This object was excavated at the site of Qanat Tepe in Nishapur.
Nishapur was a vital city in the early and middle Islamic periods, located along one of the main trajectories that connected Iran and West Asia Islamic lands with Central Asia and China. The term "Silk routes" often refers to these itineraries, but these were, in fact, crucial to the movement of constellations of materials and objects, as well as people and ideas. The diverse population of Nishapur and its surroundings, from the better-researched elite groups of merchants, land-owning aristocracy, and literates, to the lesser-known artisans, farmers, miners, and servants, were instrumental to adapting global cultural trends that led to the creation of a distinctive visual language. This is seen in the material remains of everyday life in medieval Nishapur – from pots and pans to lighting devices, inkwells, textiles and trimmings, jewelry, games and toys, talismanic devices, weapons, coins, and architectural fragments.
Nishapur lost its political prominence due to a series of earthquakes and invasions that peaked in the thirteenth century. Today, the medieval city is a vast archaeological area, while the relatively small modern city is situated to its north. Instead, Mashhad, a major pilgrimage site, emerged as a significant prosperous metropolis in the region. Between 1935 and 1948, the "Persian Expedition" of the Metropolitan Museum of Art excavated at several sites at Nishapur under an agreement with the Iranian authorities. The recovered artifacts were divided in half between the two countries, resulting in a repository of over four thousand objects at the Met today.
As part of the larger "Persian Expedition" project at Nishapur, American archaeologists and hundreds of Iranian workers excavated a mound they named Qanat Tepe, where an accidental finding of painted plaster solicited further investigation. The area showed several centuries of occupation, which the excavators were unable to fully explain. Most of the uncovered buildings were medium-sized residential structures, rooms with plain, plastered floors, and fireplaces and wells. In three of these rooms semi-circular niches puzzled the archaeologists, who associated them with mihrabs. They may have been used as wall storage or to display objects. Archaeologists also discovered a multi-period mosque in the northwestern area of the Qanat Tepe. It had a square mihrab flanked by engaged columns with colorful painted patterns of rosettes and quatrefoils, for which a very tentative tenth-century dating was suggested.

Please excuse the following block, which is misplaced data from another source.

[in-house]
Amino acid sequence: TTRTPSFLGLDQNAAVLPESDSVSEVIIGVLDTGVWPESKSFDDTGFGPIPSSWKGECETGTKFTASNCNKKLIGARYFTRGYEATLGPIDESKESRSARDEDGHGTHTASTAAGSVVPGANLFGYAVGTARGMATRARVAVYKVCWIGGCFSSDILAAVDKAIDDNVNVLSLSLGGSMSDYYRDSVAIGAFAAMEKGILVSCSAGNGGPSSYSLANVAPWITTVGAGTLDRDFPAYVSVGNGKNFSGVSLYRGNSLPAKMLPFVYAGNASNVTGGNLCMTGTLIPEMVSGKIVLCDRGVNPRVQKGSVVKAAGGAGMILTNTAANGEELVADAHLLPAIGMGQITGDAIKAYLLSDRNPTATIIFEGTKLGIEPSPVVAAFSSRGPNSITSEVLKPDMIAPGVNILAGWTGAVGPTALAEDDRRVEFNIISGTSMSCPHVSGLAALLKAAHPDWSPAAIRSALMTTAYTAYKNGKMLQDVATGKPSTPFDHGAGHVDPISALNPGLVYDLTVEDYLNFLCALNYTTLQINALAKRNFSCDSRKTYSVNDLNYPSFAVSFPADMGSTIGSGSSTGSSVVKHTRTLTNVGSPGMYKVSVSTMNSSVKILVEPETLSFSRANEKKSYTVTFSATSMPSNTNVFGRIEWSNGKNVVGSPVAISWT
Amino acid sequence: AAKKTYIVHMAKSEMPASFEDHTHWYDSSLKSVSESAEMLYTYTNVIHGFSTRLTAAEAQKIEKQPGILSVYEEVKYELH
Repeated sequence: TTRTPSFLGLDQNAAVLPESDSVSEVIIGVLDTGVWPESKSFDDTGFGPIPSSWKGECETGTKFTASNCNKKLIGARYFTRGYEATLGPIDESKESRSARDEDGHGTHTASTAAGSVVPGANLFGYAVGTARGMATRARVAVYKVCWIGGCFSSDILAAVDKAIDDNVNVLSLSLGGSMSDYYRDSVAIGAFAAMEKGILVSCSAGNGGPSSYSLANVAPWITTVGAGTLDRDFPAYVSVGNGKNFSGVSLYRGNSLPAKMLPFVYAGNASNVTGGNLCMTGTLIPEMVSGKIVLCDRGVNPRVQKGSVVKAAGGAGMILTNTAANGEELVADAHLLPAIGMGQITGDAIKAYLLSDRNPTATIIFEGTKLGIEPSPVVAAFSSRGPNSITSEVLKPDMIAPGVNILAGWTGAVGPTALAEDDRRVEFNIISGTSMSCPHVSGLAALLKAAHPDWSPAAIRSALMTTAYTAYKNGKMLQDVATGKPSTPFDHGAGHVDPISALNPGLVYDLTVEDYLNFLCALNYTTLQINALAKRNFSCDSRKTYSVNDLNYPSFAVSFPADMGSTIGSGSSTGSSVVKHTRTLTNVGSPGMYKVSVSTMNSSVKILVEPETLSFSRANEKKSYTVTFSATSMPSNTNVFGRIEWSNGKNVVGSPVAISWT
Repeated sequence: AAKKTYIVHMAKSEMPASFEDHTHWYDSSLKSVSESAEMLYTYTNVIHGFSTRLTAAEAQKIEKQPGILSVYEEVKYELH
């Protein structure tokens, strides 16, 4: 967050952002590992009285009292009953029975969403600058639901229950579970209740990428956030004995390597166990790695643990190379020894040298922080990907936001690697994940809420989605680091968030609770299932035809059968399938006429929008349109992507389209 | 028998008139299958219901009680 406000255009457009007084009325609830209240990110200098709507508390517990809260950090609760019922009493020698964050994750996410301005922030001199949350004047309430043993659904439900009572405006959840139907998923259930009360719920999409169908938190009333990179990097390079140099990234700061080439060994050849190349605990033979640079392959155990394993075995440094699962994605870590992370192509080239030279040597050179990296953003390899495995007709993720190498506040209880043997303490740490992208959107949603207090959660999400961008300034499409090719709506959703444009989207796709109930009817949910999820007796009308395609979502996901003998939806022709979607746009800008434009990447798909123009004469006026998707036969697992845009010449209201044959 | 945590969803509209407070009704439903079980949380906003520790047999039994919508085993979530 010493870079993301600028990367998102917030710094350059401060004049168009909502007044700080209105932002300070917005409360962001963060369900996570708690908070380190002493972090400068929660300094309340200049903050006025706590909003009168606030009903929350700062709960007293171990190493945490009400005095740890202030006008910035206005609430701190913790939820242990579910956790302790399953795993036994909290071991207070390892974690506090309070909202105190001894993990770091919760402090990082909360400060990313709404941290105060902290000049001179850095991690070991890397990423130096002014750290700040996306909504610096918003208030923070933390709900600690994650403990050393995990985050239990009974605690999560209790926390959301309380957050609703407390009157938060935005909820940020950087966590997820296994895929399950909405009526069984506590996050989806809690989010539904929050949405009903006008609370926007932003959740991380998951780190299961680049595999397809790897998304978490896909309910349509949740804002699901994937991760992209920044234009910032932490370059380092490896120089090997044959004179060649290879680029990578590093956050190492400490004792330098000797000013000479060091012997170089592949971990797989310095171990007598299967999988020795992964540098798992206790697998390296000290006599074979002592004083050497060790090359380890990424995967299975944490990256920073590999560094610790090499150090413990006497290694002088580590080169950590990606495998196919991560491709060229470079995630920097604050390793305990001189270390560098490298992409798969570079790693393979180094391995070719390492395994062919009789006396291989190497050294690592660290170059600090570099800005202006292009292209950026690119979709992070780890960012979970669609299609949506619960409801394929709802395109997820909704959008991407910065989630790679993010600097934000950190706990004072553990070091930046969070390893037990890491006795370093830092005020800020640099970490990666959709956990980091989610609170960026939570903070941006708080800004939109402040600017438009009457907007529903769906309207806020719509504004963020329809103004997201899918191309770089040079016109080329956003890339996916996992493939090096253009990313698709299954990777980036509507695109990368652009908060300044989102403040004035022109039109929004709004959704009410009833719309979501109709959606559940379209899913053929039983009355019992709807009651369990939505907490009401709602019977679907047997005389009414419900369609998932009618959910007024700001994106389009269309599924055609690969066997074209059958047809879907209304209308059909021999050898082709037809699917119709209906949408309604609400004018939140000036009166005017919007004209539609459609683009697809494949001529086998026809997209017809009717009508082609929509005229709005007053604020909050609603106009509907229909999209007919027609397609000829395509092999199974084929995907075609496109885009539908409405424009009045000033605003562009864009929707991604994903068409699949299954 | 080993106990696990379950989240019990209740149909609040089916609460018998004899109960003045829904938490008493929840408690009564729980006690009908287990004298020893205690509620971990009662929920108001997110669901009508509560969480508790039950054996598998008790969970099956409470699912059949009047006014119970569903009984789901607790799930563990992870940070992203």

Both the northern and the southern areas of the Qanat Tepe provided more reliable evidence of its twelfth-century function. On the north, production debris such as wasters and glass slags indicated the presence of a kiln (likely disappeared due to modern activities at the site). The presence of stone paste, including high relief, glazed architectural tiles, and sphero-conical vessels support this suggested function. To the south of the mound, a bathhouse with multiple rooms, pools, and hot water areas, bore evidence of constant repainting of its walls, which were made with a hydraulic plaster suitable for such a humid environment. Amongst the many sophisticated and large-sized depictions were those of a horseman, a fox, or a dog, as well as innumerable fragments depicting animals and human figures.